Titin isoform separation and phospho-titin analysis by western blot analysis

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Separation of titin isoforms by SDS-PAGE and western blot analyses were performed as previously described (Hamdani et al., 2013). Briefly, LV tissue was solubilized in 50 mM Tris-SDS buffer (pH 6.8) containing 8 μg/mL leupeptin (Merck Life Science) and phosphatase inhibitor cocktail (Merck Life Science). SDS-PAGE was performed on 1.8% polyacrylamide/1% agarose gels run at 5 mA for 16 hr, whereafter titin bands were visualized by Coomassie blue staining. Titin isoform ratio was calculated as the densitometric value for titin N2BA over N2B. For determination of total phosphoserine/threonine phosphorylation and site-specific titin phosphorylation, Western blots were performed using anti-phosphoserine/threonine antibody (ECM Biosciences #PP2551; 1:500) as well as titin phosphosite-specific antibodies against pTTN-Ser3991 (N2B region; phosphorylated by PKA and ERK2; 1:500), pTTN-Ser4080 (N2B region; phosphorylated by PKG; 1:500), and pTTN-Ser12742 (PEVK region; phosphorylated by PKCα; 1:500) (Kötter et al., 2013). Densitometry was performed by normalization to total protein content as determined by Coomassie blue staining of each blot.

Statistical analysis

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Sample sizes with adequate power to detect statistical differences between groups were determined based on our previous experience and gold standards in the field. The only exclusion criteria were technical failure or death/injury. Data are represented as mean ± standard error of the mean (SEM). Statistical comparisons between two groups were done using the unpaired Student’s t-test. Comparisons between multiple groups were performed by one-way or two-way ANOVA with Šídák’s or Tukey’s multiple comparisons test, as indicated. The Shapiro–Wilk test was performed to confirm normal distribution in each group and in residuals from a linear regression model, Bartlett’s test to check for homogeneity of variance across groups, and Spearman’s rank correlation test to confirm heteroscedasticity of residuals. The residuals diagnostic was performed with the DHARMa package, version 0.4.1 in R (R Development Core Team, 2021). When necessary, data were transformed to meet ANOVA assumptions. For the statistical analyses of echocardiographic parameters over time, a linear mixed model with Tukey’s multiple comparisons test was used. The statistical analysis of data not showing equal standard deviation was performed by Brown–Forsythe and Welch’s ANOVA with Dunnett’s T3 multiple comparisons test (n < 50 per group; qRT-PCR data from human biopsies) or Games–Howell’s multiple comparisons test (n > 50 per group; ICD fold amplitude). The functional comparisons of sarcomere shortening and Ca2+ transients in CMCs were performed using two-level hierarchical testing with Bonferroni correction to eliminate the effects of variations both within cells and between mice (Sikkel et al., 2017). p<0.05 was considered statistically significant. Statistical analysis was performed using Prism 9 (GraphPad) or RStudio, version 1.2.5019 (RStudio Team, 2020) software.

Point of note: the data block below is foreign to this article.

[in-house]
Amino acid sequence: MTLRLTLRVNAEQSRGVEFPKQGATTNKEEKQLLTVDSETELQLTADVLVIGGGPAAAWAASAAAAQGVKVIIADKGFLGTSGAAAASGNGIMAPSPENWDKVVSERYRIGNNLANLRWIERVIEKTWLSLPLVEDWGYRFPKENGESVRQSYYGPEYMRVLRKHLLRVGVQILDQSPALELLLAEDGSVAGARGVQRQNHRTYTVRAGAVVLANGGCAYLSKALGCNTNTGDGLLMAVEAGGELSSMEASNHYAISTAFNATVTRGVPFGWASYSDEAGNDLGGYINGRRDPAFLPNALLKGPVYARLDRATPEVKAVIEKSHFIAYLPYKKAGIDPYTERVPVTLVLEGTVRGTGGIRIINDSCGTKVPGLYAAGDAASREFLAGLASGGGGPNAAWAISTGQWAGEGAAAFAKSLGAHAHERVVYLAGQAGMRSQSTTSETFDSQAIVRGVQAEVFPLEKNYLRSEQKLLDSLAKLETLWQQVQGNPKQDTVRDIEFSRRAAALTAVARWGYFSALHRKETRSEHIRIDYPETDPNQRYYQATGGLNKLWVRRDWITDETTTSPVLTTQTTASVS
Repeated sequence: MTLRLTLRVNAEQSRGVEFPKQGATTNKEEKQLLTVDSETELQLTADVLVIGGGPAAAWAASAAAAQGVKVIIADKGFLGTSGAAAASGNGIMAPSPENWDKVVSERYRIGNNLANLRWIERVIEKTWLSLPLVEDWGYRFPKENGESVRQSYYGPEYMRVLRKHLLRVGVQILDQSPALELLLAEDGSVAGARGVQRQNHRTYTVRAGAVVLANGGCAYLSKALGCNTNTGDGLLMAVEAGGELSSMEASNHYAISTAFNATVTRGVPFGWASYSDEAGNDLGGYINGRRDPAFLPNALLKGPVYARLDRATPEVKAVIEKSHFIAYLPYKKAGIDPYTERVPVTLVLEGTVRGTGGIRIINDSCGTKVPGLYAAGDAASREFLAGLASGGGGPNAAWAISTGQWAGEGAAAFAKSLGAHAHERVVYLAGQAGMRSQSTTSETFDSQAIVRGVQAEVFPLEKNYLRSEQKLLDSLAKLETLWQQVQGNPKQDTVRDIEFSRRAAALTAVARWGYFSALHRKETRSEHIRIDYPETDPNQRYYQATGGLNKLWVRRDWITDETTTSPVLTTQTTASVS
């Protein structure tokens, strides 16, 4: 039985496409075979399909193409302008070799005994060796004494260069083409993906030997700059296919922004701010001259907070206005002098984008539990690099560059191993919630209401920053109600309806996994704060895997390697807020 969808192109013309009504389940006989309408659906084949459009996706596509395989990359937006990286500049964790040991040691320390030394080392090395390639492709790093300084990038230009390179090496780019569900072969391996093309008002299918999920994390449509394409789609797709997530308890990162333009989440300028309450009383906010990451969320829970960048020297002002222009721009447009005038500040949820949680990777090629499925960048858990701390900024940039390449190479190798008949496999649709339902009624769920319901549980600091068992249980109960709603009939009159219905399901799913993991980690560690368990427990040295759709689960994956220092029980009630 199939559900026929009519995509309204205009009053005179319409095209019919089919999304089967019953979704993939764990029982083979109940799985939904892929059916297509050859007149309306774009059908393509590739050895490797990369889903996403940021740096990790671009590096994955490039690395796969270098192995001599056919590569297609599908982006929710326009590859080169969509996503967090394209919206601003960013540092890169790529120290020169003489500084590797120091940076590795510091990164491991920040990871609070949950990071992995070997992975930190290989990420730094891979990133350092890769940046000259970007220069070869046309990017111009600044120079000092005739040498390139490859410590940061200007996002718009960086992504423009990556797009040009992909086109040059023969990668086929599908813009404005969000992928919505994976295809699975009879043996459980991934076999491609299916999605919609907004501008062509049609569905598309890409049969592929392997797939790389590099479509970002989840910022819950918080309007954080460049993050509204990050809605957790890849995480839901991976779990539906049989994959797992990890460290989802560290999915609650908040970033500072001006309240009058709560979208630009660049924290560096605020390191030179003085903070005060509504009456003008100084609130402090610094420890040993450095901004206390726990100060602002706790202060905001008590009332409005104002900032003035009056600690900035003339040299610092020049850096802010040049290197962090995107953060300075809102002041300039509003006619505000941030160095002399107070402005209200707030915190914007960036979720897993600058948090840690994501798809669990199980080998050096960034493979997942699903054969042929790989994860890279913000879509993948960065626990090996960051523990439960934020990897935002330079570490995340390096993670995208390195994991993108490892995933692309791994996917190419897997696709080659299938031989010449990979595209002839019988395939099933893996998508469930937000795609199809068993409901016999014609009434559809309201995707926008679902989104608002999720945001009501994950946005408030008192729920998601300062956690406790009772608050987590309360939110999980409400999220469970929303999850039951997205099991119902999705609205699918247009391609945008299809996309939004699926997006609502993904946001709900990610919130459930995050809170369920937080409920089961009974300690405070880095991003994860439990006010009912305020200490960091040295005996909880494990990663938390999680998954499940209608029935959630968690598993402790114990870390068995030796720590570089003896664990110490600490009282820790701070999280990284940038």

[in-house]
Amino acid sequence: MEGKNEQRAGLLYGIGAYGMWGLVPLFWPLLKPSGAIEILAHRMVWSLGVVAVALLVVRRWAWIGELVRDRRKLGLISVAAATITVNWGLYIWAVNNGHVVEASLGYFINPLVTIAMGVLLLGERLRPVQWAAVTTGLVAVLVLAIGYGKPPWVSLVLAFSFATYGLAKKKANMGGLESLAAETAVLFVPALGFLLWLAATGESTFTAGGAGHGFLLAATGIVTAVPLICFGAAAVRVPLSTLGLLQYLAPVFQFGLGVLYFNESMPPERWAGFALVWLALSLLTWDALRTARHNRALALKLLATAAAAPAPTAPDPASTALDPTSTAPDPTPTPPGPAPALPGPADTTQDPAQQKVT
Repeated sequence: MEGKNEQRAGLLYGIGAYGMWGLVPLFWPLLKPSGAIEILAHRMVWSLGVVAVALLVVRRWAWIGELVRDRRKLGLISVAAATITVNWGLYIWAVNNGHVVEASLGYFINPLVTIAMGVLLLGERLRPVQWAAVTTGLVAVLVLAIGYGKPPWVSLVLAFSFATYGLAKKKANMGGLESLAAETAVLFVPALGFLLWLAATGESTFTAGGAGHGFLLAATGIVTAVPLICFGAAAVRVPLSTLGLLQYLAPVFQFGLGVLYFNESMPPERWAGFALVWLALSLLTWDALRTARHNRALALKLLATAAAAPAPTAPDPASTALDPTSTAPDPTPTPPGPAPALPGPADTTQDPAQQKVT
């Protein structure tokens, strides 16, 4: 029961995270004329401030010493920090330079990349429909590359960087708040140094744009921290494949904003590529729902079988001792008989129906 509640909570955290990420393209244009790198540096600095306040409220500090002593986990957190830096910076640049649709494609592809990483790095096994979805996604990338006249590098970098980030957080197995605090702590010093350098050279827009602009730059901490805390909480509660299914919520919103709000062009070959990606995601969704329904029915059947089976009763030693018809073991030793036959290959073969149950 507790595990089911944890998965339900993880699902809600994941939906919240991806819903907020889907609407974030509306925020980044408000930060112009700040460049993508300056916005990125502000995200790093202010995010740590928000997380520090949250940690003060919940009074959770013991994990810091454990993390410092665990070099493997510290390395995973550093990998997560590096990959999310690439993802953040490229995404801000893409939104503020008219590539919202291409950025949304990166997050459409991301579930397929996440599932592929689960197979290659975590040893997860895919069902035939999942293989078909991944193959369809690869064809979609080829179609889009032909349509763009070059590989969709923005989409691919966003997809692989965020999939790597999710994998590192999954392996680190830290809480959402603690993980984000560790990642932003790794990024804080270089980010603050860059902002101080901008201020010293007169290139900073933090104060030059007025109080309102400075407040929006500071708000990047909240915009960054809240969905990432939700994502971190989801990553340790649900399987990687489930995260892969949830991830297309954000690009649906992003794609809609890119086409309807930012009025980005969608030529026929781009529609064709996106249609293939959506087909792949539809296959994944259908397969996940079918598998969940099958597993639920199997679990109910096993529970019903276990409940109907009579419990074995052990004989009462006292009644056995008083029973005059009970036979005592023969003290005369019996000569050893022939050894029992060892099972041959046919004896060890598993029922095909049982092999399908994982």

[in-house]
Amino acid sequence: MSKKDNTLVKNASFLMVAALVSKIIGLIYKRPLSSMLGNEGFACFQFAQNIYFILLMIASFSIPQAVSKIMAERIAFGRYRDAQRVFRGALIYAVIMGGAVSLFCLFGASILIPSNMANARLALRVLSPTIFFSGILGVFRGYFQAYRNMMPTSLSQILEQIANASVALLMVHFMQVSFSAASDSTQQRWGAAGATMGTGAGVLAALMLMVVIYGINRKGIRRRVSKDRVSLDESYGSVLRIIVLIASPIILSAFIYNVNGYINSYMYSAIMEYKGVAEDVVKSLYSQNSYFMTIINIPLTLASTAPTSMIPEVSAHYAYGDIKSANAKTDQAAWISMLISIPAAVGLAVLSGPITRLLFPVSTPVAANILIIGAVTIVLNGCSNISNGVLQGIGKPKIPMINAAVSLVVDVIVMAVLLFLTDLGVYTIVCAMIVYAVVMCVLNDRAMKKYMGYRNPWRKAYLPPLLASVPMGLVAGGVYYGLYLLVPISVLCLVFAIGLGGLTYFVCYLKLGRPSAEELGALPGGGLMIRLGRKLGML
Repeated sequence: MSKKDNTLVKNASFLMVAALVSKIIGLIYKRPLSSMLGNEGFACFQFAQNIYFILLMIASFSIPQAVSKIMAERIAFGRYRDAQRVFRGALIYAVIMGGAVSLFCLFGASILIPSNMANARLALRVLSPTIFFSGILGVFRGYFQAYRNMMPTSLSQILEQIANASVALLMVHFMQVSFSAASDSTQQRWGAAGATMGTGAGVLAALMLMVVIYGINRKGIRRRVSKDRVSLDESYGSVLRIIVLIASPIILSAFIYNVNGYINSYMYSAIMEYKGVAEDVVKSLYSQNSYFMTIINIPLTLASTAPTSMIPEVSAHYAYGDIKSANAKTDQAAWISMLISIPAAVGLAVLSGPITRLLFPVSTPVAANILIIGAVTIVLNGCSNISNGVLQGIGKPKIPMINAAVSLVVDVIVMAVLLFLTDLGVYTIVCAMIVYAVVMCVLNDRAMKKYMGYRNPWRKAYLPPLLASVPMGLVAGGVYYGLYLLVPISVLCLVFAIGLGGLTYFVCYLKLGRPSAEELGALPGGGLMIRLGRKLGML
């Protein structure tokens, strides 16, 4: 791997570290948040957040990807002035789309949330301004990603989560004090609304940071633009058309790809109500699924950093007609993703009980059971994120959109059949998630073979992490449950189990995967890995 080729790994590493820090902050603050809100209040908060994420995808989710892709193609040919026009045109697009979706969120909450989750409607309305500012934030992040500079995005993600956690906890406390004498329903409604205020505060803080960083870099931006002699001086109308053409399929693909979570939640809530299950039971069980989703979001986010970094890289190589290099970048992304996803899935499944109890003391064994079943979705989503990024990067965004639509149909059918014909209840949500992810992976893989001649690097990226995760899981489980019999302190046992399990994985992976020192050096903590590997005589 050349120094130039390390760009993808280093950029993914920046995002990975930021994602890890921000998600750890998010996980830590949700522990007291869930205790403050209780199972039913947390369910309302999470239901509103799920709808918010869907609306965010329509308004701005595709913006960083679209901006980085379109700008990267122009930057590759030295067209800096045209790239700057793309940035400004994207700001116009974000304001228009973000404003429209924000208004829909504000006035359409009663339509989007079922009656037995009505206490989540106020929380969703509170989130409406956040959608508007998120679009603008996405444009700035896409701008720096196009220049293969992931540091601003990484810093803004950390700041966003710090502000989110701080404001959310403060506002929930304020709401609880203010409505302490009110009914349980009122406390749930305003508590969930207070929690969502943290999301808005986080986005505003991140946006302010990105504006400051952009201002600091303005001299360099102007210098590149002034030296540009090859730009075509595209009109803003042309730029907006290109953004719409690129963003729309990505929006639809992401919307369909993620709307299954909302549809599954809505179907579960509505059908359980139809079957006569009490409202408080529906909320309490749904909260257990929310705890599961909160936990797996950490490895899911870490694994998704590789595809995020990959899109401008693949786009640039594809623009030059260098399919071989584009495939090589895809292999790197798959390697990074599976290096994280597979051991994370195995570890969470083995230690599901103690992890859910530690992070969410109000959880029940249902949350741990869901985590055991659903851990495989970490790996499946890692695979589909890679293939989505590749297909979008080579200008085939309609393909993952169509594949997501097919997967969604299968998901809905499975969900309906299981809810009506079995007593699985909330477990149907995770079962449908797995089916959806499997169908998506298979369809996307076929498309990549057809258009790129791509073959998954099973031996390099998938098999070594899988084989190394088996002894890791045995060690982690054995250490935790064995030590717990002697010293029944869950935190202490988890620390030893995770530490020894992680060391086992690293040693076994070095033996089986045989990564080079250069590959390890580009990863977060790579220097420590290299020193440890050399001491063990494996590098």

Appendix 1

Appendix 1—key resources table
Reagent type (species) or resourceDesignationSource or referenceIdentifiersAdditional information
Strain, strain background (male Mus musculus)MYPN knockout (MKO) mice (C57BL/6J background)Filomena et al., 2020N/A
Strain, strain background (male M. musculus)PALLD floxed mice (C57BL/6J background)This paperN/A
Strain, strain background (male M. musculus)Myh6-nuclear-Cre mice (C57BL/6J background)Abel et al., 1999N/A
Strain, strain background (male M. musculus)Myh6-MerCreMer transgenic mice (C57BL/6J background)The Jackson LaboratoriesCat# 005657
RRID:IMSR_JAX:005657
Strain, strain background (M. musculus)C57BL/6JThe Jackson LaboratoriesCat# 000664;
RRID:IMSR_JAX:000664
Strain, strain background (Escherichia coli)DH5α electrocompetent cellsNew England BioLabsCat# C2989K
Strain, strain background (Saccharomyces cerevisiae)Y2H Gold yeast strainTakara BioCat# 630498
Strain, strain background (S. cerevisiae)L40 yeast strainTakara BioN/A
Strain, strain background (Homo sapiens)HEK293ATCCCat# CRL-1573
AntibodyAnti-PALLD 622 (rabbit polyclonal)Pogue-Geile et al., 2006; Goicoechea et al., 2010Kindly provided by Prof. Carol Otey, University of North Carolina, Chapel Hill, NC, USAWB (1:500)
IF (1:30)
AntibodyAnti-PALLD Proteintech
(rabbit polyclonal)
Proteintech GroupCat# 10853-1-APWB (1:1000)
IF (1:30)
AntibodyAnti-PALLD 1E6
(mouse monoclonal)
Parast and Otey, 2000
Novus Biochemicals
Cat# NBP1-25959WB (1:1000)
IF (1:20)
AntibodyAnti-PALLD 4D10
(mouse monoclonal)
Parast and Otey, 2000N/AIF (1:10)
AntibodyAnti-MYPN (rabbit polyclonal)Yamamoto et al., 2013N/AWB (1:1000)
AntibodyAnti-nebulette (rabbit polyclonal)Mastrototaro et al., 2015N/AWB (1:200)
IF (1:20)
AntibodyAnti-α-actinin (mouse monoclonal)Merck Life ScienceCat# A7811;
RRID:AB_476766
WB (1:50000)
IF (1:250)
AntibodyAnti-ANKRD1/CARP (rabbit polyclonal)Miller et al., 2003N/AWB (1:200)
IF (1:20)
AntibodyAnti-Cypher (rabbit polyclonal)Zhou et al., 1999Kindly provided by Prof. Ju Chen, University of California San Diego, La Jolla, CA, USAWB (1:500)
IF (1:20)
AntibodyAnti-MKL1/MRTF-A (rabbit polyclonal)Santa Cruz BiotechnologyCat# sc-21558WB (1:500)
IF (1:20)
AntibodyAnti-MKL1/MRTF-A (rabbit polyclonal)Immunological SciencesCat# AB-84312;
RRID:AB_2892156
WB (1:500)
AntibodyCalpain 3
(rabbit polyclonal)
König et al., 2003Kindly provided by Prof. Ahmed Ouali, QuaPA, INRA de Clermont Ferrand-Theix, St Genès Champanelle, FranceWB (1:500)
AntibodyAnti-desmin (rabbit polyclonal)AbcamCat# Ab8592;
RRID:AB_306653
IF (1:80)
AntibodyAnti-SORBS2 (mouse monoclonal)Merck Life ScienceCat# SAB4200183;
RRID:AB_10638778
WB (1:750)
IF (1:30)
AntibodyAnti-FHOD1
(goat polyclonal)
Santa Cruz BiotechnologyCat# sc-46965;